|Carolyn Elizabeth Garcia|
May 6, 1946 |
Poughkeepsie, New York, U.S.
|Other names||Mountain Girl, Carolyn Adams|
|Occupation||Merry Pranksters icon|
Carolyn Adams was born and raised in Poughkeepsie, New York. She attended Franklin Delano Roosevelt High School in Hyde Park but traveled to Palo Alto, California in 1963 with her older brother Don shortly after she was expelled from high school. In early 1964, she met Neal Cassady, who introduced her to Ken Kesey and his friends, one of whom gave her the name "Mountain Girl". Journalist Tom Wolfe described his first impression of a teenage Adams as “a tallgirl, big and beautiful with dark brown hair falling down to her shoulders except that the lower two-thirds of her falling hair looks like a paint brush dipped in cadmium yellow from where she died it blond in Mexico. She pivots and shows the circle of stars on the back of her coveralls” which one of her hippie companions described as “wild.”
Cassady took her to La Honda, California, Kesey's base of operations, where she quickly joined the inner circle of Pranksters and became romantically involved with Kesey, having a daughter by him named Sunshine. The Grateful Dead song "Here Comes Sunshine" may or may not be an allusion to Adams's and Kesey's daughter – the Dead were fond of lyrics having double, often personal meanings. When Kesey was a fugitive, Carolyn had a relationship with another Prankster named George Walker, who would become her husband in 1966. The marriage to Walker did not last long, and they separated in December 1966 and were divorced in 1978. She took up with Jerry Garcia after splitting with Walker, but they did not marry for many years after.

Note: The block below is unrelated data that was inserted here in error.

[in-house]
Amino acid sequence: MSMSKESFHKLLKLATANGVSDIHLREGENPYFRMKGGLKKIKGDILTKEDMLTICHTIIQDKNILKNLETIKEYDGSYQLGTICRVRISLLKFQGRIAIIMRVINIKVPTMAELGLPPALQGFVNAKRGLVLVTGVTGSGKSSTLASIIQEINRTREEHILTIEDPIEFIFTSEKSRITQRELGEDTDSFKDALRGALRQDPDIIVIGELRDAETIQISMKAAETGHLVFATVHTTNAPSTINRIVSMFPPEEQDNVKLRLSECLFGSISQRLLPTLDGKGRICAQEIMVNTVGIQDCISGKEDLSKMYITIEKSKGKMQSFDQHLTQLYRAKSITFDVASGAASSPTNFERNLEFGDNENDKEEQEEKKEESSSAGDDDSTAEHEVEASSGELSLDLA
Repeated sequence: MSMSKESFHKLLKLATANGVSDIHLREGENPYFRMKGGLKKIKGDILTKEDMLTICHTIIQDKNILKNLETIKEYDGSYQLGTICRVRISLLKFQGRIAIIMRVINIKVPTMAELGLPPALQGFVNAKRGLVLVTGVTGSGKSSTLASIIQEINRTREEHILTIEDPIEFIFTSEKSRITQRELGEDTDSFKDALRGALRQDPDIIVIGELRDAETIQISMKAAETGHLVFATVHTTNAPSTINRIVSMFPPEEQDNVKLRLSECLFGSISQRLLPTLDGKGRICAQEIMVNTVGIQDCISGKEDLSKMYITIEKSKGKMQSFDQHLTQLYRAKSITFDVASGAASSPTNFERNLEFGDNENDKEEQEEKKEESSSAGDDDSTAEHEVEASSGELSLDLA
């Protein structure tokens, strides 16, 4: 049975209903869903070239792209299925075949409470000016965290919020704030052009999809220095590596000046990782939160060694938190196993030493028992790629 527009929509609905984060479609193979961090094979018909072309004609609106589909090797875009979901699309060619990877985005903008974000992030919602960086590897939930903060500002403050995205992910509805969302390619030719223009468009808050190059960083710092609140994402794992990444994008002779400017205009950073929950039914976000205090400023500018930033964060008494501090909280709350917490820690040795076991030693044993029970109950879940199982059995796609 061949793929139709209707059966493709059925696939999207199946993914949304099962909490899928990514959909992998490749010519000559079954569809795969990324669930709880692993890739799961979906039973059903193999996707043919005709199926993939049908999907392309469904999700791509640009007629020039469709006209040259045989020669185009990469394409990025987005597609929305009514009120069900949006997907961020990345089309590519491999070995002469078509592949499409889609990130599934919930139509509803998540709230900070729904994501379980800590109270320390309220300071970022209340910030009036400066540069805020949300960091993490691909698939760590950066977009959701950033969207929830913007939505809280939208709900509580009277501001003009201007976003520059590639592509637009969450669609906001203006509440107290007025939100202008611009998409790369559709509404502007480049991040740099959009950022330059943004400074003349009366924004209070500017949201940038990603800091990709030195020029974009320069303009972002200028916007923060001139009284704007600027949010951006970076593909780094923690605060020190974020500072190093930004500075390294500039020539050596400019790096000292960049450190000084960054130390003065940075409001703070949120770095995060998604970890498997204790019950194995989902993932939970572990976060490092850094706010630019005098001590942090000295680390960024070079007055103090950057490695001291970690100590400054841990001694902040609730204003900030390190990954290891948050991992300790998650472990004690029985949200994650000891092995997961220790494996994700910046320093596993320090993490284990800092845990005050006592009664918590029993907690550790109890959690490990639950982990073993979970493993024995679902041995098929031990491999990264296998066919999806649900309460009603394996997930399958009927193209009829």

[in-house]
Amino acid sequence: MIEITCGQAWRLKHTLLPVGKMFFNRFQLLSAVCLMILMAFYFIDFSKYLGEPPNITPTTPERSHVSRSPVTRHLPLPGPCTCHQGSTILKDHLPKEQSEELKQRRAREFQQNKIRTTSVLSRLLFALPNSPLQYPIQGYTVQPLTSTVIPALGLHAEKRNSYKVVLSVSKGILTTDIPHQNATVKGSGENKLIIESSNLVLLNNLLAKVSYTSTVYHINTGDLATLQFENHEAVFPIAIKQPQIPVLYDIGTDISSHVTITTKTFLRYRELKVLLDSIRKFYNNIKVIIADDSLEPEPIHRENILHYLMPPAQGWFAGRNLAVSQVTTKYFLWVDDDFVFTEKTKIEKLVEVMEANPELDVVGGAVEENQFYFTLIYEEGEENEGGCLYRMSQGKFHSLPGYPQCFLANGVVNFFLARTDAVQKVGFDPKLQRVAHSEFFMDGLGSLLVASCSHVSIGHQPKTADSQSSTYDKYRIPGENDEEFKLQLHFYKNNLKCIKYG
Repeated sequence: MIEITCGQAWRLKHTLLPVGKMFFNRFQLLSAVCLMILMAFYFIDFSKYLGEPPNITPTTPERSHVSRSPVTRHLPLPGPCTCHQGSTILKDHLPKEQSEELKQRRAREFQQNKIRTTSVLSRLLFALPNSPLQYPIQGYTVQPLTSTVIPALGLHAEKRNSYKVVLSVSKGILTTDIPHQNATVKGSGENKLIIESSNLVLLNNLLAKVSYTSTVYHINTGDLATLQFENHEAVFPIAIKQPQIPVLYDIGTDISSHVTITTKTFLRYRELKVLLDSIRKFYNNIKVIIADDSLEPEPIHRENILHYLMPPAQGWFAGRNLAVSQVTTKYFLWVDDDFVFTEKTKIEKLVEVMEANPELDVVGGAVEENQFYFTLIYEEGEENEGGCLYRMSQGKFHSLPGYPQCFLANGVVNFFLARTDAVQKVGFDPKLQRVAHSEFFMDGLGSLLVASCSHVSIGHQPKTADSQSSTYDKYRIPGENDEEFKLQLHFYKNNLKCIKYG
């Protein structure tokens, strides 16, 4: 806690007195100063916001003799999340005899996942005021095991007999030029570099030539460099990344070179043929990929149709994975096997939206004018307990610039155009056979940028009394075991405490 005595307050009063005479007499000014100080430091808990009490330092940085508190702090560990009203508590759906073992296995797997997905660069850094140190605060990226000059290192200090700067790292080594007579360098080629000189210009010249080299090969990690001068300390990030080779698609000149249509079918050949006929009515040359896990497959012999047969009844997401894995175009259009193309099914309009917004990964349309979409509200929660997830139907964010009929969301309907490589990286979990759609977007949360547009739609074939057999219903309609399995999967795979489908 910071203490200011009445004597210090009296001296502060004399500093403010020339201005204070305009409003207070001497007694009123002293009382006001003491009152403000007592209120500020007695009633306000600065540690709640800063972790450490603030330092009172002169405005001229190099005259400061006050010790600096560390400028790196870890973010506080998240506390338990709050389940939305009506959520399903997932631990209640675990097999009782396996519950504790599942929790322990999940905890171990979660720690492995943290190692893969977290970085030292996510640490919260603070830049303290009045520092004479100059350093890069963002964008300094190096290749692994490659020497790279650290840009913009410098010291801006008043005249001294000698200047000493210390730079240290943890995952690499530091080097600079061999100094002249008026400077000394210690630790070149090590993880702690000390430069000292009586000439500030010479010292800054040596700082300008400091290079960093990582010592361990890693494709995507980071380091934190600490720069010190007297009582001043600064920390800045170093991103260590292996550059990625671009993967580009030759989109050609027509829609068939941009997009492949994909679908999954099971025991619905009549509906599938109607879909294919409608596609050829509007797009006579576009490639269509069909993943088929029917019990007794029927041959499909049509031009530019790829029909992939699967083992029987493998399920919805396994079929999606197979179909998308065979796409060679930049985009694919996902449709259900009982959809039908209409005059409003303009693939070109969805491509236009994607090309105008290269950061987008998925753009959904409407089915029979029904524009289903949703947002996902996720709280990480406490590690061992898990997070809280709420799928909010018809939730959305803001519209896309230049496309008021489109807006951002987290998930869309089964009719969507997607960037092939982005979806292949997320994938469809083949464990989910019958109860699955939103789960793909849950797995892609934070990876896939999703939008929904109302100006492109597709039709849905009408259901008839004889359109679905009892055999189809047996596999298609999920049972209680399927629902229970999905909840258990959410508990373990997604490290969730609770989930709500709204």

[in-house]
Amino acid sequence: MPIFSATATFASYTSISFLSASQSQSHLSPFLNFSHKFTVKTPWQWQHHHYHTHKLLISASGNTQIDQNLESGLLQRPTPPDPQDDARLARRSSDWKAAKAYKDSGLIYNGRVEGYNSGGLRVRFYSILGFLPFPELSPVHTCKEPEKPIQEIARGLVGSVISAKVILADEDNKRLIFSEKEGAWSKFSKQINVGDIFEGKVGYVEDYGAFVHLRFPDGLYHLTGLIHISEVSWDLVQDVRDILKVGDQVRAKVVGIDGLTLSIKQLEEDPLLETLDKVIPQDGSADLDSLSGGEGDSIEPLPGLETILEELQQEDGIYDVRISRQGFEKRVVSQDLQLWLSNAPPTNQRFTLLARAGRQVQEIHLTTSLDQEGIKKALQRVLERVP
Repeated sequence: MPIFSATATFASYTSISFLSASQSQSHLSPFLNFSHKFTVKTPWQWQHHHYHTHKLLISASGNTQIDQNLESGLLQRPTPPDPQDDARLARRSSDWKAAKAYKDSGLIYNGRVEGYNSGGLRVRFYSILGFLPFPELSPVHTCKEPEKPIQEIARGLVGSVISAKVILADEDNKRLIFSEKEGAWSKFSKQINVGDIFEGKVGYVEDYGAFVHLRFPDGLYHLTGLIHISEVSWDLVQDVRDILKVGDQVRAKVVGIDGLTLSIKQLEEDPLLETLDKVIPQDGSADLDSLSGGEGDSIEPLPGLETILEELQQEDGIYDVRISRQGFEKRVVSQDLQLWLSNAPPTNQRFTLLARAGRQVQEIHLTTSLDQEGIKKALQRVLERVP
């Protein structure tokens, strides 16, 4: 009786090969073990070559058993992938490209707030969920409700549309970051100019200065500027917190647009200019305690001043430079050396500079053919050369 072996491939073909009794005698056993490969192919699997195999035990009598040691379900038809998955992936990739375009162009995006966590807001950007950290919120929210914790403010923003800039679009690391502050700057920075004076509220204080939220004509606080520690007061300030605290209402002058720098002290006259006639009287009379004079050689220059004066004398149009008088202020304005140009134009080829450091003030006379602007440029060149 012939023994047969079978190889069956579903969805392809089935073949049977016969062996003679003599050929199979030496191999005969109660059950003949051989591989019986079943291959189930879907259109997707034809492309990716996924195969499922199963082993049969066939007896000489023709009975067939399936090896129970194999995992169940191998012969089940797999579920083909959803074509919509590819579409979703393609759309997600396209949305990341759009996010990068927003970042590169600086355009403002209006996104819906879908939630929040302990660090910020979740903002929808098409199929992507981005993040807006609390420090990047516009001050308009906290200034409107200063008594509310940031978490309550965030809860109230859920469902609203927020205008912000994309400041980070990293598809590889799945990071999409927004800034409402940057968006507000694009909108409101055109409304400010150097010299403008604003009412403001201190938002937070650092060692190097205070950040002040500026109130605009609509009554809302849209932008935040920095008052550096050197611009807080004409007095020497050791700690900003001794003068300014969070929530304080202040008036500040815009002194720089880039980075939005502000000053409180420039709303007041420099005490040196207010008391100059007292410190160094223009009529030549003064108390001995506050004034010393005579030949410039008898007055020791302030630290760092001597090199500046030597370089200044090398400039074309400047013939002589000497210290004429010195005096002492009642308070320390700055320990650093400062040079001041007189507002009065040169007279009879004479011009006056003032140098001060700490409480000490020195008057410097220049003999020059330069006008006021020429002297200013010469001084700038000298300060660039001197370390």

Before Carolyn married Jerry Garcia in 1981, they had two daughters. The family had a house in San Rafael, California as well as a beach house in Stinson Beach, California, but separated after Garcia began a relationship with Deborah Koons. Jerry and Carolyn Garcia divorced in 1994, but remained friends until his death. After the divorce, he married Deborah Koons. He died 18 months later.
After Jerry Garcia's death, Carolyn Garcia was involved in litigation to obtain payments as per their divorce settlement agreement, ultimately agreeing to a $1,250,000 settlement to avoid further legal costs.
Carolyn Garcia wrote a book on marijuana cultivation, called Primo Plant: Growing Sinsemilla Marijuana, first published in 1976 by Bookpeople. She currently sits on the boards of the Rex Foundation and the Furthur Foundation, and is on the advisory board of the Marijuana Policy Project. She formerly served on the board of the Women's Visionary Council. Garcia lives near her daughter Annabelle and the Kesey family farm in Pleasant Hill, Oregon.
- Robins, Cynthia. "She Never Got Off the Bus: The hard life and high times of Carolyn Garcia".
- Mountain Girl: Her tale begins in Hyde Park Archived November 11, 2014, at the Wayback Machine., Poughkeepsie Journal; accessed August 8, 2009.
- Wolfe, Tom. (1968). The Electric Kool-Aid Acid Test. Farrar, Straus and Giroux.
- Doyle, Jim. (October 15, 1998). "Garcia's Ex-Wife To Get $1.25 Million: "Mountain Girl" had sued star's estate". San Francisco Chronicle. p. A21.
- Ingram, Erik. (December 12, 1996). "Grateful Dead star's death leads to battle where it's… GARCIA VS. GARCIA". San Francisco Chronicle. p. A23
- Mountain Girl (1998). Primo Plant: Growing Marijuana Outdoors. Quick American Archives. ISBN 0-932551-27-0.
- Rex Foundation Board and Staff page, accessed December 14, 2010.
- Furthur Foundation web site, accessed December 14, 2010.
- Women's Visionary Congress speaker biographies Archived November 22, 2010, at the Wayback Machine., accessed December 14, 2010.
- Jackson, Blair (1999). Garcia: An American Life. New York, Viking. ISBN 0-670-88660-2. A biography of Jerry Garcia, which also has information about Carolyn Garcia.
- Wolfe, Tom (1968). The Electric Kool-Aid Acid Test. Farrar, Straus and Giroux. ISBN 978-0-553-38064-4. Describes the early years of Garcia's relationship with Kesey and adventures with the Merry Pranksters.